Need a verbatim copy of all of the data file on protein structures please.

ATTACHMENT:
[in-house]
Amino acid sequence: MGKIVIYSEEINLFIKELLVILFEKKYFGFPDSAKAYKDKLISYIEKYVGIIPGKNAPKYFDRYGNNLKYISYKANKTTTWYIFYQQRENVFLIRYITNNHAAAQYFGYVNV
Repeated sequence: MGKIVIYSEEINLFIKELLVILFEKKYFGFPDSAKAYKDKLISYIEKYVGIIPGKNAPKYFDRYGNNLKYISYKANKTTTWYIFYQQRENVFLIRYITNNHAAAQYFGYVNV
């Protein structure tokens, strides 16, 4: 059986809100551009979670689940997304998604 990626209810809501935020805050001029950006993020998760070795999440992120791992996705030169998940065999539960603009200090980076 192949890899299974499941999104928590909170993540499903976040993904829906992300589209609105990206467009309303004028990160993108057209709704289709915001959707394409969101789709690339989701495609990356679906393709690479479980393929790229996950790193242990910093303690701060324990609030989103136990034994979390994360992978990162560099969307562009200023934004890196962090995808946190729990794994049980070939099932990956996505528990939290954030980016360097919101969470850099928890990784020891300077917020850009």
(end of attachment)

[in-house]
Amino acid sequence: MGKIVIYSEEINLFIKELLVILFEKKYFGFPDSAKAYKDKLISYIEKYVGIIPGKNAPKYFDRYGNNLKYISYKANKTTTWYIFYQQRENVFLIRYITNNHAAAQYFGYVNV
Repeated sequence: MGKIVIYSEEINLFIKELLVILFEKKYFGFPDSAKAYKDKLISYIEKYVGIIPGKNAPKYFDRYGNNLKYISYKANKTTTWYIFYQQRENVFLIRYITNNHAAAQYFGYVNV
């Protein structure tokens, strides 16, 4: 059986809100551009979670689940997304998604 990626209810809501935020805050001029950006993020998760070795999440992120791992996705030169998940065999539960603009200090980076 192949890899299974499941999104928590909170993540499903976040993904829906992300589209609105990206467009309303004028990160993108057209709704289709915001959707394409969101789709690339989701495609990356679906393709690479479980393929790229996950790193242990910093303690701060324990609030989103136990034994979390994360992978990162560099969307562009200023934004890196962090995808946190729990794994049980070939099932990956996505528990939290954030980016360097919101969470850099928890990784020891300077917020850009």